Standard primary treatment for vulvar cancer is surgery. Radiation is usually added to surgery in patients with stage III or IV disease.[1,2,3] Newer strategies have integrated surgery, radiation therapy, and chemotherapy and tailor the treatment to the extent of clinical and pathologic disease. Patterns of practice in combining these treatments vary.
Since invasive and preinvasive neoplasms of the vulva may be HPV-induced and the carcinogenic effect may be widespread in the vulvar epithelium, patients should be followed regularly for symptoms or signs of recurrence. Because there are few patients with advanced disease (stages III and IV), only limited data are available on treatment efficacy in this setting, and there is no standard chemotherapy regimen for these patients. Physicians should offer eligible patients with stage III or IV disease participation in clinical trials.
Incidence and Mortality
Vulvar cancer accounts for about 5% of cancers of the female genital system in the United States.
Estimated new cases and deaths from vulvar cancer in the United States in 2014:
New cases: 4,850.
The vulva is the area immediately external to the vagina, including the mons pubis, labia, clitoris, Bartholin glands, and perineum. The labia majora are the most common site of vulvar carcinoma involvement and account for about 50% of cases...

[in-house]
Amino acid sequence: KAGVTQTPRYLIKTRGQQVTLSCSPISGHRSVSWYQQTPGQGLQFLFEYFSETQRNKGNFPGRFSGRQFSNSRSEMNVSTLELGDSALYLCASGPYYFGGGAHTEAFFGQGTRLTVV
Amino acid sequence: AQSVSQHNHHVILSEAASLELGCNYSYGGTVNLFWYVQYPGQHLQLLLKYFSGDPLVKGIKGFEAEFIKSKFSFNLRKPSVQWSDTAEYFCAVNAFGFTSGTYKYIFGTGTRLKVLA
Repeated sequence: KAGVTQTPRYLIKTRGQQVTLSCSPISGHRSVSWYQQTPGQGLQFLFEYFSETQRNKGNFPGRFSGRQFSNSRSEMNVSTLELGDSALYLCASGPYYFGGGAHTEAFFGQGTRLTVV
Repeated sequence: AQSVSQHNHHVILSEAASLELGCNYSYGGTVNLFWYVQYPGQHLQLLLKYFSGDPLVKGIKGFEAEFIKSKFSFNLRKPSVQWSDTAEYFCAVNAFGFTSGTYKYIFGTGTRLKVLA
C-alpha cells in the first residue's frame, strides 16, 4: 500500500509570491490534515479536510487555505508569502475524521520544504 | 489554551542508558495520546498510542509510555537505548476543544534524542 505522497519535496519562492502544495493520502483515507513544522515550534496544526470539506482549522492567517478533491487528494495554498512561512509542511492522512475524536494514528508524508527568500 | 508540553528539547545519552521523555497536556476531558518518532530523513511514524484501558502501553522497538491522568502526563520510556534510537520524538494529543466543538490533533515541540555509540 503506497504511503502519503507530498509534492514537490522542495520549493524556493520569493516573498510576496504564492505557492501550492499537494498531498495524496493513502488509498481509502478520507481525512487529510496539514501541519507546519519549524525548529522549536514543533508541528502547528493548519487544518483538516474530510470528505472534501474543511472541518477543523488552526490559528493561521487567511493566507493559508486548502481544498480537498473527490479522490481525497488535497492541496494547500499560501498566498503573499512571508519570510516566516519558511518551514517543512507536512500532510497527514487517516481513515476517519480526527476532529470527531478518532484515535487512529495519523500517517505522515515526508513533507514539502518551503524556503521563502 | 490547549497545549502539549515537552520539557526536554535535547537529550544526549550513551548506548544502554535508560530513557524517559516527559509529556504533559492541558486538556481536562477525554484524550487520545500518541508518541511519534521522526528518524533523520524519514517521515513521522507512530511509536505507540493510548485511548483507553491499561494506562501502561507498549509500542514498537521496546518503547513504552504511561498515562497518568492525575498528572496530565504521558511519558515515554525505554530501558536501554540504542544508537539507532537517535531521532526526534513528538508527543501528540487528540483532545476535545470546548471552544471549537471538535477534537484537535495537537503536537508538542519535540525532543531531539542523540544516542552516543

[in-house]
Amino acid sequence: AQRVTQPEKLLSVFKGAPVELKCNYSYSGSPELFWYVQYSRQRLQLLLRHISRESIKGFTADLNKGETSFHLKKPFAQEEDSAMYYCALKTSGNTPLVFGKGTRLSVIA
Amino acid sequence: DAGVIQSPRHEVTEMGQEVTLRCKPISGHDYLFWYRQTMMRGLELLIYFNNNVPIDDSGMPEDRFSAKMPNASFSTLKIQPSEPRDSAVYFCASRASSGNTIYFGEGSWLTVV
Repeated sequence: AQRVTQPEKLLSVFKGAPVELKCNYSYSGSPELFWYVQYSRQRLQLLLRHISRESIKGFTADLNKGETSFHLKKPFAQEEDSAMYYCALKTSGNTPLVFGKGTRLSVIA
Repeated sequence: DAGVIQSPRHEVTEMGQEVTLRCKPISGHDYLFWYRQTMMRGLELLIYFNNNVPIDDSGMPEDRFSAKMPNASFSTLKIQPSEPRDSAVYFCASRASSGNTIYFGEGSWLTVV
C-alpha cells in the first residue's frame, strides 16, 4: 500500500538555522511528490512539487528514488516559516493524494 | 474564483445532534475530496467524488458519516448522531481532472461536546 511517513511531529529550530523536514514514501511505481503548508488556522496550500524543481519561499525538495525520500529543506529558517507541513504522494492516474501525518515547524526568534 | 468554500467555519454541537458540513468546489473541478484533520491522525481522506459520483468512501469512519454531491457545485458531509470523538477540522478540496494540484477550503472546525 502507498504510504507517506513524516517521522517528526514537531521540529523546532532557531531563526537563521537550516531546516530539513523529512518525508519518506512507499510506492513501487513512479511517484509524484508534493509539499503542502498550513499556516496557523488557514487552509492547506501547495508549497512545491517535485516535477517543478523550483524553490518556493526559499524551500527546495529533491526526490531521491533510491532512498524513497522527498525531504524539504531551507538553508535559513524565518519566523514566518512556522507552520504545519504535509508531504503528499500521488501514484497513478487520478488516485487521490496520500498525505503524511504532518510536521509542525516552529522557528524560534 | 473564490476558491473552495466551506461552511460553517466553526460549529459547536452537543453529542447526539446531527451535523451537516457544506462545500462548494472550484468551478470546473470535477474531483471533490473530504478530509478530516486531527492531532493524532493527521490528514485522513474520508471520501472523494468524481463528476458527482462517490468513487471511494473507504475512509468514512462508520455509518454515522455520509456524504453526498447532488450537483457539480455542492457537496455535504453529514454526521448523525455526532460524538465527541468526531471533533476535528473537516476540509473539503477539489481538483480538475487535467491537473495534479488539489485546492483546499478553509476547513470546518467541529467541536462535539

Information about ongoing clinical trials is available on the NCI Web site.
Role of Surgery
Until the 1980s, the standard therapeutic approach to therapy for invasive locoregional vulvar carcinomas was radical surgery, including complete en bloc resection of the vulva and regional lymph nodes. Because of the high attendant complication rates, wound healing problems, lymphedema, and functional deficits, the trend since then has been toward more limited surgery, often combined with radiation therapy. (Refer to the Role of Radiation Therapy section of this summary for more information.)
In tumors clinically confined to the vulva or perineum, radical local excision with a margin of at least 1 cm has generally replaced radical vulvectomy; separate incision has replaced en bloc inguinal node dissection; ipsilateral inguinal node dissection has replaced bilateral dissection for laterally localized tumors; and femoral lymph node dissection has been omitted in many cases. However, the different surgical techniques have not been directly compared in randomized controlled trials. In addition, even the nonrandomized studies suffer from lack of uniform staging definitions and clear descriptions of lymph node dissection or ancillary radiation.[Levels of evidence: 3iiiDii, 3iiiDiv] The evidence base is therefore limited.
Another strategy to minimize the morbidity incurred by groin-node dissection in patients with early clinical-stage disease is sentinel node dissection, reserving groin dissection for those with metastases to the sentinel node(s).